3-Minute Markting Makeover for Freelance Writers

3-Minute Markting Makeover for Freelance Writers
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The humble email signature is one of the overlooked workhorses of your marketing efforts as a freelance writer. You are more likely focusing on the brilliant idea you're developing and pitching, but the contact details you provide give you an opportunity to come across as thoughtful and professional--or not.

In the worst-case scenario, your signature could actually trigger a client's spam filter and prevent your email from being read at all. (Skip to the bottom of this post to see if you are making this mistake in the section on what to avoid including in your email signature.)

It should only take you a few minutes to read through this list and add or remove a few items. And, unlike most makeovers, you're not going to wind up with a new look that you can't replicate yourself. Once you make these changes, everyone will see the new, improved version. Let's get started!

First Name and Last Name

Unless you're Sting or Sapphire.


Freelance Writer, Journalist, Foreign Correspondent, Editor--whatever best describes what you do. If you need a closet for all the hats you wear, limit yourself to the three main ones.

Email address

This is so obvious that many people leave it out. But have you seen an email that's been forwarded a few times from one email client to another, and the original sender's email address is no longer visible?

You might be thinking that if editors want to get in touch with you, they can find you. One overarching piece of advice: Don't make any extra work for your editors. If they forwarded your email and people are discussing it in the office, they want to easily be able to contact you. Put the email address in plain text to ensure that people can easily reply to it or refer you on.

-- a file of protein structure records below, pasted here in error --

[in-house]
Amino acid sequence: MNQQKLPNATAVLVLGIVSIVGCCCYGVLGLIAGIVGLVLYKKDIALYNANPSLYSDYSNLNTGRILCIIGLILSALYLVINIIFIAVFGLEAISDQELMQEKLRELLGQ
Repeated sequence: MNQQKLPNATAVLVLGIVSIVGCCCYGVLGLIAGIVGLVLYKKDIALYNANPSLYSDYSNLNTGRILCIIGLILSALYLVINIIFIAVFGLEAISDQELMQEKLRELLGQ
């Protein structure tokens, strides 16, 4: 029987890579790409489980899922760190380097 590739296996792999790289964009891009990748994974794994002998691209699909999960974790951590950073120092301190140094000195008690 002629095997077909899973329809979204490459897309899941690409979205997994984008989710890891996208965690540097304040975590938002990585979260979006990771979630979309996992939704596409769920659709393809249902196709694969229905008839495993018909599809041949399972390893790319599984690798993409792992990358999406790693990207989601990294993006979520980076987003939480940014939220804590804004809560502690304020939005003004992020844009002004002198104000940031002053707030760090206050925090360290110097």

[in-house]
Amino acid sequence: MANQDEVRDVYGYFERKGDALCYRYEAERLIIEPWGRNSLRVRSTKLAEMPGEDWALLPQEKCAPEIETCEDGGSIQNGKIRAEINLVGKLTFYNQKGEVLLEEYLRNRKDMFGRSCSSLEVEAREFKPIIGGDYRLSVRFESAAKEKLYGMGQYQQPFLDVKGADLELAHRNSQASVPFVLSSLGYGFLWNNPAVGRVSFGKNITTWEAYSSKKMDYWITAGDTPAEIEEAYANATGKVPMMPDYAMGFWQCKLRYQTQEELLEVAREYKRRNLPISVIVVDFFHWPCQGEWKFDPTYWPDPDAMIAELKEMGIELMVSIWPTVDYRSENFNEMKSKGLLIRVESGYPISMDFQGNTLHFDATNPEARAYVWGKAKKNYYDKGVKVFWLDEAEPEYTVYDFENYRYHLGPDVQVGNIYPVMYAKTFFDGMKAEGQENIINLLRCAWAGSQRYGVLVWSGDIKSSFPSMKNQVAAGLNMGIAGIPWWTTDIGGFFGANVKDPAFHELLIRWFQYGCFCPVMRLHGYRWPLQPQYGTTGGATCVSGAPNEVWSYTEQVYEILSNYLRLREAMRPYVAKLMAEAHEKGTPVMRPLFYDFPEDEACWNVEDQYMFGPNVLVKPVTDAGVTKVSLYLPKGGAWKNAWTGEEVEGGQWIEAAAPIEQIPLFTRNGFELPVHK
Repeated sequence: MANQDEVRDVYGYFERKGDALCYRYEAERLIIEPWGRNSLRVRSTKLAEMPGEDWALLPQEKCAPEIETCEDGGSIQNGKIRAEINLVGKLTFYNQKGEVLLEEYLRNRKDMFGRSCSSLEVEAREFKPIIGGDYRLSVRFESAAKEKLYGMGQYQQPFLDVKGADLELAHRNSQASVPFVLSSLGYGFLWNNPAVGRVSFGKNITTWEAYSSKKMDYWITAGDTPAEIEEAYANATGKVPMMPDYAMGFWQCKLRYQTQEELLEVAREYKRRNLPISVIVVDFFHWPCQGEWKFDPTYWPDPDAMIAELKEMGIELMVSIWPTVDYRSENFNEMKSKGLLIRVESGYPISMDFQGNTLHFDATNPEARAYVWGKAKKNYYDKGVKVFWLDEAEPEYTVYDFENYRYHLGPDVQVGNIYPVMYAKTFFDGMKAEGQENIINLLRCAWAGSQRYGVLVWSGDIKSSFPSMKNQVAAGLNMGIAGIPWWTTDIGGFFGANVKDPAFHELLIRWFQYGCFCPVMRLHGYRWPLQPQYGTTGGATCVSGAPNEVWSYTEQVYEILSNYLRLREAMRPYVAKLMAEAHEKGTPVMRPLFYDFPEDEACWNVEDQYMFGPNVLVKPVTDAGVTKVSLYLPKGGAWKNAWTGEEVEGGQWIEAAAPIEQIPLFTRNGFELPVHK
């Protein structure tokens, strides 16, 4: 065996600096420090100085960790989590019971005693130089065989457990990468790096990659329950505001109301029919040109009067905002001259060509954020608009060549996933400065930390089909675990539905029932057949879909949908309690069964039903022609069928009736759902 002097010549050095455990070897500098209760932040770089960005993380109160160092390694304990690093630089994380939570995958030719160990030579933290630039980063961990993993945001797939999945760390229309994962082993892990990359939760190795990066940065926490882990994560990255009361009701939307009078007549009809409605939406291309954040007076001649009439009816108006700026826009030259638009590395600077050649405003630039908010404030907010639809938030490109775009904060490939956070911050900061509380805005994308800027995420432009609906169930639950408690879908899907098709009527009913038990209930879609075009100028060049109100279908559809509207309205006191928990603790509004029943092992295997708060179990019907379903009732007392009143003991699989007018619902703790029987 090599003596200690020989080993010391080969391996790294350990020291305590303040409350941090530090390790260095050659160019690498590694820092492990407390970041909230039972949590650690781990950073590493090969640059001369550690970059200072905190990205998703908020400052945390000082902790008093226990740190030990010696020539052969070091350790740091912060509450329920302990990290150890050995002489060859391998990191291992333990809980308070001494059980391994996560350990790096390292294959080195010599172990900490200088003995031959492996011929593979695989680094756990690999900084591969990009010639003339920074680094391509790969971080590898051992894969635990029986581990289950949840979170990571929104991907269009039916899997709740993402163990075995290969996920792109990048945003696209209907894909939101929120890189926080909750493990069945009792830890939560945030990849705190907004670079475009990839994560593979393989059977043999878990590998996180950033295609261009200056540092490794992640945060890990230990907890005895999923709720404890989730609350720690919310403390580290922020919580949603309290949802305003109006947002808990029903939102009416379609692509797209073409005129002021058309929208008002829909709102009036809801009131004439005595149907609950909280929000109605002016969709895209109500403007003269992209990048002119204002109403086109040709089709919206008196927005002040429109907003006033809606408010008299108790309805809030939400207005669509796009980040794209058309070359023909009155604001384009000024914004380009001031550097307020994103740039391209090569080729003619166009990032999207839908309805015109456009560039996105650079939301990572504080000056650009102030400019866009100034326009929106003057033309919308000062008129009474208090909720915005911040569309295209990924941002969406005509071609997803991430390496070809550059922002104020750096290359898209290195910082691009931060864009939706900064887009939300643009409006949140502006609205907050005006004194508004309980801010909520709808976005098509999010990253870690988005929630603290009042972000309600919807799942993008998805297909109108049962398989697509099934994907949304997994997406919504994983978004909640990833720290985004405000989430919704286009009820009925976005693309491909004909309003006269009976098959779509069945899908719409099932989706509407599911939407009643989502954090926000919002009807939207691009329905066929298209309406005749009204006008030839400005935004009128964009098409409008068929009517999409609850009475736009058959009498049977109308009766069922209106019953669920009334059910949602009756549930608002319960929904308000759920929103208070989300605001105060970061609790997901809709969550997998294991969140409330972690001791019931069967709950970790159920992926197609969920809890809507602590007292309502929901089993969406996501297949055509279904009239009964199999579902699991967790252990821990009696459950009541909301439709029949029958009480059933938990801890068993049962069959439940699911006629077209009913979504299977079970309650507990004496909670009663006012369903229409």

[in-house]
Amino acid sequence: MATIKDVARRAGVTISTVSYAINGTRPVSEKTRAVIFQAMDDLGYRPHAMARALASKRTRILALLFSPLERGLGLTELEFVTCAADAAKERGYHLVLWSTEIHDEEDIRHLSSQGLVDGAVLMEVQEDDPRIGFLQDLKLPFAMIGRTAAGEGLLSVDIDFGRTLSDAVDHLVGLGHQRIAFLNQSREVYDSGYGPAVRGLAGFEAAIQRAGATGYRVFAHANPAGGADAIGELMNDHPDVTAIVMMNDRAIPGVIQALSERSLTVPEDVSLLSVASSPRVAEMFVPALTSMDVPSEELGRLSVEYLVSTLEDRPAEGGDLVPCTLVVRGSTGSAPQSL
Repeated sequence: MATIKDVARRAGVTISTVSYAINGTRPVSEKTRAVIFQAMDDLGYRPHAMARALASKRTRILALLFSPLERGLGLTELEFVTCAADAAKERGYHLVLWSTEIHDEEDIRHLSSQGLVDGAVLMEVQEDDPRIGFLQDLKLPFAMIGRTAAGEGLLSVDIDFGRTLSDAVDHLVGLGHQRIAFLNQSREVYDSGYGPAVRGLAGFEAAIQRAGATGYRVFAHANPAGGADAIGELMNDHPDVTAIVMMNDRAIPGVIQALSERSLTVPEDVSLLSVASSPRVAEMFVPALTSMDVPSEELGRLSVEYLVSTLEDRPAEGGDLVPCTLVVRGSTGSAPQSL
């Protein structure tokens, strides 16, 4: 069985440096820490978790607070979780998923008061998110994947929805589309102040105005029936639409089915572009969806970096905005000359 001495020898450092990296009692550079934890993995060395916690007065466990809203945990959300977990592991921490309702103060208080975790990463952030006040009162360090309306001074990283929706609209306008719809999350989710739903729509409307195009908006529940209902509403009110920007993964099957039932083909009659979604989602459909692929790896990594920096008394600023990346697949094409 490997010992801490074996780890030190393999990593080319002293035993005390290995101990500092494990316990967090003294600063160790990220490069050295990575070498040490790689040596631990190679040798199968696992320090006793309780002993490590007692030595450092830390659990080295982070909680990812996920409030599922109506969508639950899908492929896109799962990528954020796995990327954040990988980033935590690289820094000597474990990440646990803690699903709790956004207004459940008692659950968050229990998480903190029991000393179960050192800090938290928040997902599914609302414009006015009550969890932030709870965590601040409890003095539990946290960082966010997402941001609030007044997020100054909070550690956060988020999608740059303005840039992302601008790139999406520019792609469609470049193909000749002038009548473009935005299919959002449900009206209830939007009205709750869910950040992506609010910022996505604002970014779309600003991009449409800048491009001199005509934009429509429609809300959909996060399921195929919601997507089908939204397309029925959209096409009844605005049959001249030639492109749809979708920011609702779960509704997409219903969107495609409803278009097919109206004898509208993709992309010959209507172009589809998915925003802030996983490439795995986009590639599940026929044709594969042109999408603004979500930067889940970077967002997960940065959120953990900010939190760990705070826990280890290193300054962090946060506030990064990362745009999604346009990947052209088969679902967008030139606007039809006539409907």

Choose a professional sounding email address. Yourname@yourwebsite.com is a safe way to go. If you don't have your own website yet, then yourbyline@gmail.com is okay too. If your email is something like stickyfingers69@aol.com, get another one for freelance work.


A link to
is the key for the reader to unlock all your clips, bio, and other essential information.
You know that guy with the 16-line email signature that shows in full every time he sends you a one-line reply? Don't be that guy. Use a couple of these if they will be relevant to most of the people you email. Otherwise, you can always send the info in the body of an email.


Alternate phone

If you have a landline and cell, or numbers in two different countries.

Skype or other contact

Social media

Remember to go easy! You can list all your links on your website.

Link to a recent story

I experimented with this for a while, but found that sometimes the links triggered spam filters. It's an easy way to get some extra eyeballs onto your stories and showcase your latest work.

Inspirational quotes

Post them on Facebook or your office wall.

Snail mail address or fax

Send as needed.

More than one or two social media accounts

Put a list of links on your website.

List of all your professional organizations, clubs, degrees, etc.

We're keeping it concise and essential, remember?


Some people attach a photo of themselves, or have all of the above essential info in a nicely designed graphic.

But I promise you, people out there on older computers or operating systems are seeing something like this:

... and you look like a luddite. Keep your email signature plain text.

The other thing that can happen when you send an attachment is it can trigger the spam filter. If you are sending a cold first email that hits the spam filter, and then every other email as a consequence also hits the spam filter, you're never going to get through to your dream editor.

That's it! If you do nothing else, make sure you write out your email address in plain text, and ditch any attachments.

Want a blueprint for pitching your story ideas that editors find irresistible? Download a copy of my free eguide for freelance writers, "5 Proven Steps to Writing Queries that Sell."

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